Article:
The entire episode was made public in 2014 in a story from Sports Business Daily. Keith even showed the reporter a copy of a 1994 check for $2,000 from Little Caesars Enterprises to Riverfront Apartments.

It has taken on a new life in light of Ilitch's death on Friday at the age of 87.

Michigan Lt. Gov. Brian Calley posted on Facebook a link to an article on the subject on Friday. "It will give you a sense of the kind of man Mike Ilitch was," he wrote.

The Parks' donation further shows Ilitch's commitment to Detroit, where he was born and raised. Ilitch established Little Caesars headquarters there, owned the Detroit Tigers and Red Wings, and helped usher in a new era for the city, Keith told WXYZ.

"You'll never discover new oceans unless you have the courage to lose sight of the shore. Mike and (his wife) Marian had the courage to lose sight of the shore and discover new oceans," Keith said.

"They kept pushing Detroit, and had it not been for them, I am saying, Detroit would not be in the renaissance that they're in now."


Mike Ilitch did the kindest thing imaginable for Rosa Parks

As the world continues mourning former Detroit Tigers and Red Wings owner Mike Ilitch, who died on Feb. 11 at age 87, we’re being reminded of just how far his kindness and goodwill extended.

In particular, there’s a story that’s resurfaced that tells of the lengths Ilitch went to in assisting Rosa Parks, an American civil rights activist who had fallen on hard times after being robbed and assaulted in her central Detroit home in August of 1994.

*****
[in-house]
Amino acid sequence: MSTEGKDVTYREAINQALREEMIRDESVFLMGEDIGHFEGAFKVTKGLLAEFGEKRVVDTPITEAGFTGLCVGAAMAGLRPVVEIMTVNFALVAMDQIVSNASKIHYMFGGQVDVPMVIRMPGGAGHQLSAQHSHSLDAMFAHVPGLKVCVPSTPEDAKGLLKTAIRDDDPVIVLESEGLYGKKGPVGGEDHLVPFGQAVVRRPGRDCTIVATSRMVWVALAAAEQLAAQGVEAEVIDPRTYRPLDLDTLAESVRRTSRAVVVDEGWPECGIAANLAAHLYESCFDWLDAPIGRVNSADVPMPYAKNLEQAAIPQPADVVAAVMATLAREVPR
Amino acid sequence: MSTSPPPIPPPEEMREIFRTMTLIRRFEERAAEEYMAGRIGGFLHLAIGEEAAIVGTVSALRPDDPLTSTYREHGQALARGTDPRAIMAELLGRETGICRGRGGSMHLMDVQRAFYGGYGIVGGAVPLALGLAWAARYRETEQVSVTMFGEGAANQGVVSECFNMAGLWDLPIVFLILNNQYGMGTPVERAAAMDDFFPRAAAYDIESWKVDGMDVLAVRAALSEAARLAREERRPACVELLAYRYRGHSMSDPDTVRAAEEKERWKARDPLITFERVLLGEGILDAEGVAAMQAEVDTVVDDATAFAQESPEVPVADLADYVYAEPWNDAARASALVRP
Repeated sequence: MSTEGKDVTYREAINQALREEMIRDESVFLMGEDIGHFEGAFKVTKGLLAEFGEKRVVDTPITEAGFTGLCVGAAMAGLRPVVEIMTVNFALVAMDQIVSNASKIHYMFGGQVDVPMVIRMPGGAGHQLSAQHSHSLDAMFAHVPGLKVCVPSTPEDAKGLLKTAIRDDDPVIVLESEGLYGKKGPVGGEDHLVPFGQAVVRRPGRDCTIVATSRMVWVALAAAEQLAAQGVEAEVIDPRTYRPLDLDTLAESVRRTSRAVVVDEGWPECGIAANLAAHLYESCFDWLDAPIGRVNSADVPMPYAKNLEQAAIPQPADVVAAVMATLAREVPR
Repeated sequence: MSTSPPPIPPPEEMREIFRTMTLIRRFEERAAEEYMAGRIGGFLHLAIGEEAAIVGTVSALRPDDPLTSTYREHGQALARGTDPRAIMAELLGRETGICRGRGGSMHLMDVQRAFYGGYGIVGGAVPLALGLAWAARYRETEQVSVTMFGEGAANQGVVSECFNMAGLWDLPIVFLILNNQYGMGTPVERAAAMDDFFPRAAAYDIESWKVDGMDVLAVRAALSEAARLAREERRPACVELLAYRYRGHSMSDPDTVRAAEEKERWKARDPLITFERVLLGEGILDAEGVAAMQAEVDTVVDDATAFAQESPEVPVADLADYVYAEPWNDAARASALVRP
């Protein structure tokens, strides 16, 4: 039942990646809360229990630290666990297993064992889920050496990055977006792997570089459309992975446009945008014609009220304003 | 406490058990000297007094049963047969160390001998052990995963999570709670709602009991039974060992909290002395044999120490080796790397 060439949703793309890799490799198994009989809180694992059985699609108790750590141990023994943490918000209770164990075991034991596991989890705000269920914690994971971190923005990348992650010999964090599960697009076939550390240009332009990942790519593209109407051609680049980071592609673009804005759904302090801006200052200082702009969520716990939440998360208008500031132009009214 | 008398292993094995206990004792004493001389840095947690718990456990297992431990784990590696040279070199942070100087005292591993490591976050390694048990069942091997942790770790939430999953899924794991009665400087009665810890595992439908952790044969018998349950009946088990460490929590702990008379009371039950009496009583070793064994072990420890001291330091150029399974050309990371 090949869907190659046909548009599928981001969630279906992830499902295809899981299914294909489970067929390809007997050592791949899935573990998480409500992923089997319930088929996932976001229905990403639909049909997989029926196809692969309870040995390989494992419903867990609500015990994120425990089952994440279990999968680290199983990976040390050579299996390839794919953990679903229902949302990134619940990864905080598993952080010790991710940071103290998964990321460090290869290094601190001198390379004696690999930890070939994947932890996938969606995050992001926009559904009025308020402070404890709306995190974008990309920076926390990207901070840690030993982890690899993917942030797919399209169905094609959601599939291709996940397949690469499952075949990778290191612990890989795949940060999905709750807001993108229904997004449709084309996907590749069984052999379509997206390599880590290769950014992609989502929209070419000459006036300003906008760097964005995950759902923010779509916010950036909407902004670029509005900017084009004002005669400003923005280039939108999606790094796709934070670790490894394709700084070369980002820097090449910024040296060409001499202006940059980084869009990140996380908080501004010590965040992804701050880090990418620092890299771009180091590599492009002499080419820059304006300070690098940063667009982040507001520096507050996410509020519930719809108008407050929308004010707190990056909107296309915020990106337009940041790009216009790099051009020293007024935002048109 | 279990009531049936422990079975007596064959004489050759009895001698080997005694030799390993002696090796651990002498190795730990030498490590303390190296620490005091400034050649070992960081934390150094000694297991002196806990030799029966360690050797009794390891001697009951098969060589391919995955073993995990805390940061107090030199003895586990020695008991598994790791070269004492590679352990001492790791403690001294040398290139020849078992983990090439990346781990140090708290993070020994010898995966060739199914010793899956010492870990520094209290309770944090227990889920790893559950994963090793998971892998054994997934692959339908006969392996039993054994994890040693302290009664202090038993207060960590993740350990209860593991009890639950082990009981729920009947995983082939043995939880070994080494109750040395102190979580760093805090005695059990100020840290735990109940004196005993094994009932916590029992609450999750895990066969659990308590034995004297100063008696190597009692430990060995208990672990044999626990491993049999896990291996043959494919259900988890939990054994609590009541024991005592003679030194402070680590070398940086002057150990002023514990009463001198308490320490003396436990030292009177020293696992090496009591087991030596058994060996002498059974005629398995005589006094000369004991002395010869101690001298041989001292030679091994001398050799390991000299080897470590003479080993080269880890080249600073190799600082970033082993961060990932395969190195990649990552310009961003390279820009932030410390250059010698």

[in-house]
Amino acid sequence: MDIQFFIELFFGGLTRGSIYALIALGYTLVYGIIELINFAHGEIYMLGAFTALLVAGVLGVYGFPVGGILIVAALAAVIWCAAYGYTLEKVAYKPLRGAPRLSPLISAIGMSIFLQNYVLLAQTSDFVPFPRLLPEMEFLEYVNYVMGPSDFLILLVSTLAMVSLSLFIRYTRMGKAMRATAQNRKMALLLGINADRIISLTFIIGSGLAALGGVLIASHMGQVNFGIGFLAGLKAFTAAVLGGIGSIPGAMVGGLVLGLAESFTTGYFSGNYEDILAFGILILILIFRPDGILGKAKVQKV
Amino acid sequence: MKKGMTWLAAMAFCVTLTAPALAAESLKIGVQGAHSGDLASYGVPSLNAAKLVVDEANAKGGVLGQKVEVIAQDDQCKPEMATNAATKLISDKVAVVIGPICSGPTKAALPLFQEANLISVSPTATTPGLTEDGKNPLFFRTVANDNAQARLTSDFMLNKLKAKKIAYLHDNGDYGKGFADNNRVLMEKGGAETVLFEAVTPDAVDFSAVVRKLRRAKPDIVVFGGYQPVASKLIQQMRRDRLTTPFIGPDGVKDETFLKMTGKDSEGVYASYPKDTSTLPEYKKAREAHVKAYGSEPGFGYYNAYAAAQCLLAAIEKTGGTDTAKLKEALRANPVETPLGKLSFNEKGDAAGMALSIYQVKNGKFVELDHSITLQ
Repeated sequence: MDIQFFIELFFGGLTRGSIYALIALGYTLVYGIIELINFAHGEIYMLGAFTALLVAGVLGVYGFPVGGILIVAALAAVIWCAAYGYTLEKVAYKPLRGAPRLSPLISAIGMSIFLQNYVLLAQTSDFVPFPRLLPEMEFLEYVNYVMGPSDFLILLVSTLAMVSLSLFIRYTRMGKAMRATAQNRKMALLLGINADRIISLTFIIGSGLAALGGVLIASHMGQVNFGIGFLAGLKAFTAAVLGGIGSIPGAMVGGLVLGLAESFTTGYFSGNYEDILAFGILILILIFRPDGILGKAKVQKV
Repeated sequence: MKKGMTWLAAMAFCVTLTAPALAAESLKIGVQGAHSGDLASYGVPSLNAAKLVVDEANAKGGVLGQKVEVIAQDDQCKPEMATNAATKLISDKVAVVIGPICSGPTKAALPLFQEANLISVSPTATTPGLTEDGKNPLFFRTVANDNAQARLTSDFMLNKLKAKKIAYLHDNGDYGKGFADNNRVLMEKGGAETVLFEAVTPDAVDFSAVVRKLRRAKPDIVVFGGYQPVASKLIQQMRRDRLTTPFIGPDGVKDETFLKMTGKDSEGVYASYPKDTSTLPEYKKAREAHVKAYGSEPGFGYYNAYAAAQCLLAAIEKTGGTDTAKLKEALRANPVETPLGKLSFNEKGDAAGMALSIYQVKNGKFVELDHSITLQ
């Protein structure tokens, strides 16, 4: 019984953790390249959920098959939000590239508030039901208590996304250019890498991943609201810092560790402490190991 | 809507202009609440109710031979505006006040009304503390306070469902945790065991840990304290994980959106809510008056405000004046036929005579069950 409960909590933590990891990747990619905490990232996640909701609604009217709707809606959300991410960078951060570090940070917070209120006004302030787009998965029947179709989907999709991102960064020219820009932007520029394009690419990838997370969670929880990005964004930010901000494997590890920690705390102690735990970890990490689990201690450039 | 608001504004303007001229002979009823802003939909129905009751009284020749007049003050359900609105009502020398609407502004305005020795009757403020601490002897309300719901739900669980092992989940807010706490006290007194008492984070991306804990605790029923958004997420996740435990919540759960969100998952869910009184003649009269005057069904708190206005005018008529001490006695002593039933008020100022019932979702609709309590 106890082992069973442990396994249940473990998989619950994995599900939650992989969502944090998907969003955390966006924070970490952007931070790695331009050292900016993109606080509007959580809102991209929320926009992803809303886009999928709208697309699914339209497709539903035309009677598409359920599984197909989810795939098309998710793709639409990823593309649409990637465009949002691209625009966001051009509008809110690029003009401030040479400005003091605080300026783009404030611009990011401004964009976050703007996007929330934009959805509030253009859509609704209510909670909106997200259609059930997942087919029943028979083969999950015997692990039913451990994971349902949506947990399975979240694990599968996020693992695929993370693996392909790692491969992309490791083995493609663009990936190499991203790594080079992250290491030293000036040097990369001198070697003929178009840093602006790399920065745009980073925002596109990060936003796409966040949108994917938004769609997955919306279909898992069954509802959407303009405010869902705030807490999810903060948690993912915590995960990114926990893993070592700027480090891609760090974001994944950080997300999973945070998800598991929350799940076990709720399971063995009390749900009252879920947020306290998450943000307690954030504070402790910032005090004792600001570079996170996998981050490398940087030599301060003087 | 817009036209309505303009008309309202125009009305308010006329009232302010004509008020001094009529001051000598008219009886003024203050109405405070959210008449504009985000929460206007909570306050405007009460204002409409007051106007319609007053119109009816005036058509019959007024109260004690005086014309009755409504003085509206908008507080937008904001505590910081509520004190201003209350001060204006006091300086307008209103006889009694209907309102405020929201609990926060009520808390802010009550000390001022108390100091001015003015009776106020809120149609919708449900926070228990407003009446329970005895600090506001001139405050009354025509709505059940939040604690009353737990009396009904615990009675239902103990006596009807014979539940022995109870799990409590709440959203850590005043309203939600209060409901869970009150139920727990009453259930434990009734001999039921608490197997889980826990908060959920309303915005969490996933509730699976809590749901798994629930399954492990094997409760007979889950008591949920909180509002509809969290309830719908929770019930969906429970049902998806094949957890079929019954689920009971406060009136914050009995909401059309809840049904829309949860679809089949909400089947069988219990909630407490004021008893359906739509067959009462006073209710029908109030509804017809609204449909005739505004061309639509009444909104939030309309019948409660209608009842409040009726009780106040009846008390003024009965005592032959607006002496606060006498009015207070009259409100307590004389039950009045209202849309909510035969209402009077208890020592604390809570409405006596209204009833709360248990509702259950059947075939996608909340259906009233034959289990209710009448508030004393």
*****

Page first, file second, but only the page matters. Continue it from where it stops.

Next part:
According to the story originally reported in the Sports Business Journal back in 2014, and brought back to the forefront by Michigan lieutenant-governor Brian Calley, Ilitch began paying the entirety of Ms. Parks’ rent immediately following the incident, which allowed her to move into a safer apartment complex. He continued this remarkable deed until her death in 2005.

Here’s an excerpt from the original story:

In his chambers in Detroit, Judge Damon Keith holds a copy of a check in his hand and has a story to tell. It’s about the time Mike Ilitch came to the aid of Rosa Parks, whose legendary defiance of segregation in 1955 led to the black civil rights movement.

“It’s for $2,000, dated November the first, 1994. It’s from Little Caesars Enterprises to Riverfront Apartments, and I know it was just one of many,” said Keith, 91, who has been a U.S. Court of Appeals judge in Detroit for the last 46 years. “It’s important that people know what Mr. Mike Ilitch did for Ms. Rosa Parks because it’s symbolic of what he has always done for the people of our city.”

Parks was at the forefront of the modern civil rights movement after refusing to move to the back of a Montgomery, Ala., bus in 1955. It’s one of the most iconic and important moments in United States history, as it paved the way for minorities to feel comfortable and confident standing up for their rights.

In the eyes of many, Ms. Parks was considered a hero and a trailblazer. Ilitch never sought credit or commendation for coming to her aid though. He simply looked out for those around him and in particular those in the Detroit community that meant so much to him. In fact, the story notes this is just one instance that exemplified Ilitch’s kindness. He helped many others along the way, with little to no fanfare.

It’s tough to imagine, but it’s possible Ilitch was even more kind-hearted than the flood of remembrances and honors have suggested these past few days. It’s important that we share them now so that his legacy as an icon and a true champion of the people can be celebrated.